I'm using glmer() with a binomial response variable. My optimal model has two fixed effects (flow and DNA) which in summary() show a non-significant p value but when I remove each fixed effect in turn from the model the likelihood ratio test comparing the two models shows a significant p value. I'm struggling to understand (1) if this is normal, and (2) how to report the results if the explanatory variables "flow" and "DNA" are important but their p values in the model are well above 0.05?

Optimal model:

a25 <- glmer(Status_qpcr~(1|Root)+Flow+DNA,
             family=binomial, data=spore)
summary(a25)

Generalized linear mixed model fit by maximum likelihood (Laplace
Approximation) ['glmerMod']  
Family: binomial  ( logit ) 
Formula: Status_qpcr ~ (1 | Root) + Flow + DNA   
Data: spore
      AIC      BIC   logLik deviance df.resid 
     72.9     81.0    -32.4     64.9       52 

Scaled residuals: 
    Min      1Q  Median      3Q     Max 
-2.9318 -0.8163  0.4435  0.6848  1.6133 

Random effects:  
  Groups Name        Variance Std.Dev.  
  Root   (Intercept) 0.3842   0.6199   
  Number of obs: 56, groups:  Root, 9

Fixed effects:
Estimate Std. Error z value Pr(>|z|)   
(Intercept) -0.97752    0.79252  -1.233    0.217   
Flow         3.82779    2.27165   1.685    0.092 . 
DNA          0.01616    0.01039   1.556    0.120  
--- 
Signif. codes:  0 ‘***’ 0.001 ‘**’ 0.01 ‘*’ 0.05 ‘.’ 0.1 ‘ ’ 1

Correlation of Fixed Effects:
     (Intr) Flow   Flow -0.775        
     DNA    -0.576  0.227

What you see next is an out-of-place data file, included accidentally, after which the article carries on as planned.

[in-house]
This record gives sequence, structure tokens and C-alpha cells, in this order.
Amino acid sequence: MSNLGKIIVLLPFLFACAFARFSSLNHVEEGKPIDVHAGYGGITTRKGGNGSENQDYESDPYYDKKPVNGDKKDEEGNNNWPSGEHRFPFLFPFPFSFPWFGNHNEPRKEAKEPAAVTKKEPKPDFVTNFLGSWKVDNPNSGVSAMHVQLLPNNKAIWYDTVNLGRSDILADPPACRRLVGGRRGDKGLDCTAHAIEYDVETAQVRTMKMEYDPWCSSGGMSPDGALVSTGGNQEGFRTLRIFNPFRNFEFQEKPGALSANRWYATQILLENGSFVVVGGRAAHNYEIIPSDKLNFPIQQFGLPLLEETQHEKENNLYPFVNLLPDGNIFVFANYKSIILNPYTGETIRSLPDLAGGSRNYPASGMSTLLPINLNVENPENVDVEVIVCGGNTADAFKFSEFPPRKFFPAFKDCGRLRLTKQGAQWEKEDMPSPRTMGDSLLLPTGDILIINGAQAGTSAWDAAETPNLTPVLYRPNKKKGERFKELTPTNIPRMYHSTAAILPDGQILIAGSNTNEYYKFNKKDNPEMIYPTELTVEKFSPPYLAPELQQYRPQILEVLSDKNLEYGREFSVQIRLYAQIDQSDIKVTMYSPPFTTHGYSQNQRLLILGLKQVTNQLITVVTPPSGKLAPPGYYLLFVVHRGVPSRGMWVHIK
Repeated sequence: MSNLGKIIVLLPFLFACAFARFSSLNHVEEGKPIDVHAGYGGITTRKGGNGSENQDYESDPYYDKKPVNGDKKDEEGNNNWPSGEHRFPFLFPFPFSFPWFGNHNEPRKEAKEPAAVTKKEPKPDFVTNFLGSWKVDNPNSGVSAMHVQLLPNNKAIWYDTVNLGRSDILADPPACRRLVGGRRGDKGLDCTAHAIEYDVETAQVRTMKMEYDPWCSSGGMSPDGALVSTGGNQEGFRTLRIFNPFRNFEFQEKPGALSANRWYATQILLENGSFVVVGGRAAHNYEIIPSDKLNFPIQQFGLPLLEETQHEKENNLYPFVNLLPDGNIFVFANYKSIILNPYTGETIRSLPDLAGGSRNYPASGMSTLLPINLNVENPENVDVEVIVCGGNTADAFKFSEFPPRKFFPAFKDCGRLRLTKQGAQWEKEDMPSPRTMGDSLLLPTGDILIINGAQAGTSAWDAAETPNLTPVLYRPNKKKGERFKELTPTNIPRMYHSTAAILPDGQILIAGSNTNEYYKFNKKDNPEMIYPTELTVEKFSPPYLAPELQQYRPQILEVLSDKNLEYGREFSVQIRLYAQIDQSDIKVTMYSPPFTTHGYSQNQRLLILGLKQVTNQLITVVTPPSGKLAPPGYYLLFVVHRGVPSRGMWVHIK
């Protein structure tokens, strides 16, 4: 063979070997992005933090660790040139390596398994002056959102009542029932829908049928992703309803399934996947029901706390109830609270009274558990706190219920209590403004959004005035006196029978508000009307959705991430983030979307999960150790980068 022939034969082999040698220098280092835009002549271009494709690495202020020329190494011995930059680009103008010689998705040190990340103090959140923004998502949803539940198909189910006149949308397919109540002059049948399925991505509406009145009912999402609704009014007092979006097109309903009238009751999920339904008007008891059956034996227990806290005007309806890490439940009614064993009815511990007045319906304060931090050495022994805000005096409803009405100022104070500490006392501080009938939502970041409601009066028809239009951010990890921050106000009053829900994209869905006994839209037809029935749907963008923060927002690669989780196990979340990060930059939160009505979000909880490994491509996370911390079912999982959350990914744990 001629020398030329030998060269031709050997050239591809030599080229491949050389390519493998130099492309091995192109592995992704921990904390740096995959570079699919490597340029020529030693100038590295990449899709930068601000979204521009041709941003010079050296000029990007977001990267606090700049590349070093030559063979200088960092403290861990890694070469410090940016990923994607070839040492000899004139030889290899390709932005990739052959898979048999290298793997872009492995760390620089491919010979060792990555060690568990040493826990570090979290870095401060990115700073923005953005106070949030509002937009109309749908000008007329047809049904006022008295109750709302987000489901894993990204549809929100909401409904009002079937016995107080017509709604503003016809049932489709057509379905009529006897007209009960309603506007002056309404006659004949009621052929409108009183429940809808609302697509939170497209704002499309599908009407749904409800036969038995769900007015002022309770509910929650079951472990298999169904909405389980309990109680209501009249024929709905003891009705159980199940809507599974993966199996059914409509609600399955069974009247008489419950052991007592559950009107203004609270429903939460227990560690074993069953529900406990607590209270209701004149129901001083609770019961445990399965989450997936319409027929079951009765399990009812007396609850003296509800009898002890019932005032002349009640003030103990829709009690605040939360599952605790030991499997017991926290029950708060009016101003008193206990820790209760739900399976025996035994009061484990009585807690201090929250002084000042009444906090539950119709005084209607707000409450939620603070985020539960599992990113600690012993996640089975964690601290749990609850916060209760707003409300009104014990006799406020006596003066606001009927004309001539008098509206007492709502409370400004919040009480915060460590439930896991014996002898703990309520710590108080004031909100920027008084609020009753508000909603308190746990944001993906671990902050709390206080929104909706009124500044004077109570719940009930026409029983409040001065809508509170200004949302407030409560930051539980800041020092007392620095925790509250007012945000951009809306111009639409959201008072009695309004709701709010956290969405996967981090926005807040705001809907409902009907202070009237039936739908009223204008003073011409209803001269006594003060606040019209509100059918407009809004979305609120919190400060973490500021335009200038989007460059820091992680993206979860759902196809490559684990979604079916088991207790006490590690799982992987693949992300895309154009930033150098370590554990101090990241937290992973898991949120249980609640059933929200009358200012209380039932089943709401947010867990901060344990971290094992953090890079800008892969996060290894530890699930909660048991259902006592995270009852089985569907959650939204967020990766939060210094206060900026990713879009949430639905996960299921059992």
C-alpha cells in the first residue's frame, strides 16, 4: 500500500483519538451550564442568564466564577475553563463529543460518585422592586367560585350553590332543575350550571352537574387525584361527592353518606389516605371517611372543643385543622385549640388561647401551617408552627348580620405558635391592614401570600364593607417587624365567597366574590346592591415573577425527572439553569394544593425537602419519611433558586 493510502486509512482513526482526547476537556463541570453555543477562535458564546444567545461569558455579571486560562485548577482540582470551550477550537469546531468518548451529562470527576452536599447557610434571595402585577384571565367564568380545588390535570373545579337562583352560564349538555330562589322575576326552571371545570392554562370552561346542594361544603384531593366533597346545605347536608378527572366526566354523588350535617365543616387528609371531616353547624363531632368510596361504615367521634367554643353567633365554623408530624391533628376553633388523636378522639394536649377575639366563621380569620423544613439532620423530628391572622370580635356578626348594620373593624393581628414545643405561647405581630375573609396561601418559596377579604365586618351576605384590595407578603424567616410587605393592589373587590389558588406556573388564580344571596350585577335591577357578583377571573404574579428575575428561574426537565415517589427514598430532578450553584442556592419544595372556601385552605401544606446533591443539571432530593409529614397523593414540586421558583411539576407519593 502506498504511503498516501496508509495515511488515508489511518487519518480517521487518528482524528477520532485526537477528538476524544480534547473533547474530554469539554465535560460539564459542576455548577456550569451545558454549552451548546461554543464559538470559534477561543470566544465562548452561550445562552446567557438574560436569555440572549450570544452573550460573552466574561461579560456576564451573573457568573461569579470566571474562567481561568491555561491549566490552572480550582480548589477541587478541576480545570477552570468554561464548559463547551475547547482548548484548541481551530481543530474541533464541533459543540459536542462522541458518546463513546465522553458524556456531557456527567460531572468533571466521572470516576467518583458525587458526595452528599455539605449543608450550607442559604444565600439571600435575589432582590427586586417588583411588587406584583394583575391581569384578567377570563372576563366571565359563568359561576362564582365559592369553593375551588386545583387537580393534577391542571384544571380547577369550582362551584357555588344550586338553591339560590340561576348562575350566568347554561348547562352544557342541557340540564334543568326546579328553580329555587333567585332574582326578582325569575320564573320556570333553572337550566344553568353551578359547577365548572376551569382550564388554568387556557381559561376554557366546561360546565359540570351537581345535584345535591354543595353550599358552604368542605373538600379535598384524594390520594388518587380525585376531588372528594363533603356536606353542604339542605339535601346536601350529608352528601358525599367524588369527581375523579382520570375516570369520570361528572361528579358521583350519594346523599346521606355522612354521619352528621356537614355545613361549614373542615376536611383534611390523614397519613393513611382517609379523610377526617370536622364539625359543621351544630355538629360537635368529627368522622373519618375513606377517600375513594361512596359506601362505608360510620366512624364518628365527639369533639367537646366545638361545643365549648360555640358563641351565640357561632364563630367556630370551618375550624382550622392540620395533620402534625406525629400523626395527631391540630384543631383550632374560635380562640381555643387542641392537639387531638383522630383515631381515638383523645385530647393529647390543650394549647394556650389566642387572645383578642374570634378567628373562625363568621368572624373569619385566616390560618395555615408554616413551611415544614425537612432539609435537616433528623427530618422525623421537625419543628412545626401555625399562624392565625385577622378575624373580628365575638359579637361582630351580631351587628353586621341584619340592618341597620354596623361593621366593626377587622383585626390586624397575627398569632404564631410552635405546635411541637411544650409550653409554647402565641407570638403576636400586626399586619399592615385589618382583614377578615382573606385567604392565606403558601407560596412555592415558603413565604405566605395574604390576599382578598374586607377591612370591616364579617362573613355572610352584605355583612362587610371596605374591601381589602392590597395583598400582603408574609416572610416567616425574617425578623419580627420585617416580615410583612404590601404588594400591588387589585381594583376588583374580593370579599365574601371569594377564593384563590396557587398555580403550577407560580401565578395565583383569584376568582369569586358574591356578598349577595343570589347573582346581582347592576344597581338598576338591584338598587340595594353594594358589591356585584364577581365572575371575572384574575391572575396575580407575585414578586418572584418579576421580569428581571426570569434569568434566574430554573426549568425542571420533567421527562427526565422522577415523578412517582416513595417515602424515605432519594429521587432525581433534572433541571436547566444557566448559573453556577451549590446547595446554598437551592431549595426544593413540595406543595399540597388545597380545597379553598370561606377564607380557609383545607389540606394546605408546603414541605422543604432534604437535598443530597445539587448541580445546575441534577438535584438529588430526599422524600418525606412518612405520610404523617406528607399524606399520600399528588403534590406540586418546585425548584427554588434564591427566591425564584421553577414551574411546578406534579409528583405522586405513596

Likelihood ratio test:

a26 <- update(a25,~.-DNA)
anova(a25,a26)

Data: spore 
Models: 
    a26: Status_qpcr ~ (1 | Root) + Flow 
    a25: Status_qpcr ~ (1 | Root) + Flow + DNA
    Df    AIC    BIC  logLik deviance  Chisq Chi Df Pr(>Chisq)   
a26  3 74.802 80.878 -34.401   68.802                            
a25  4 72.897 80.998 -32.448   64.897 3.9049      1    0.04815 *

a27 <- update(a25,~.-Flow)
anova(a25,a27)

Data: spore 
Models: 
    a27: Status_qpcr ~ (1 | Root) + DNA 
    a25: Status_qpcr ~ (1 | Root) + Flow + DNA
    Df    AIC    BIC  logLik deviance  Chisq Chi Df Pr(>Chisq)
a27  3 78.440 84.723 -36.220   72.440                             
a25  4 72.897 80.998 -32.448   64.897 7.5427      1   0.006025 **
up vote 7 down vote accepted

It looks like you are seeing the difference between Wald p-values (based on the curvature of the log-likelihood surface at the maximum likelihood estimate) and likelihood ratio test p-values (based on comparisons between the full and reduced models).

  • take a look at tpr <- profile(a25,which="beta_"); lattice::xyplot(tpr). You should see that the lines are far from straight (straight lines would indicate a log-quadratic likelihood surface, which is what's assumed by Wald p-values)
  • compare the results of confint(a25,which="beta_") (likelihood ratio intervals) and confint(a25,which="beta_",method="Wald"); they should be quite different.

LRT CI/p-values are essentially always better than the Wald equivalents (but much slower to compute, which is why Wald p-values are the default in summary()).

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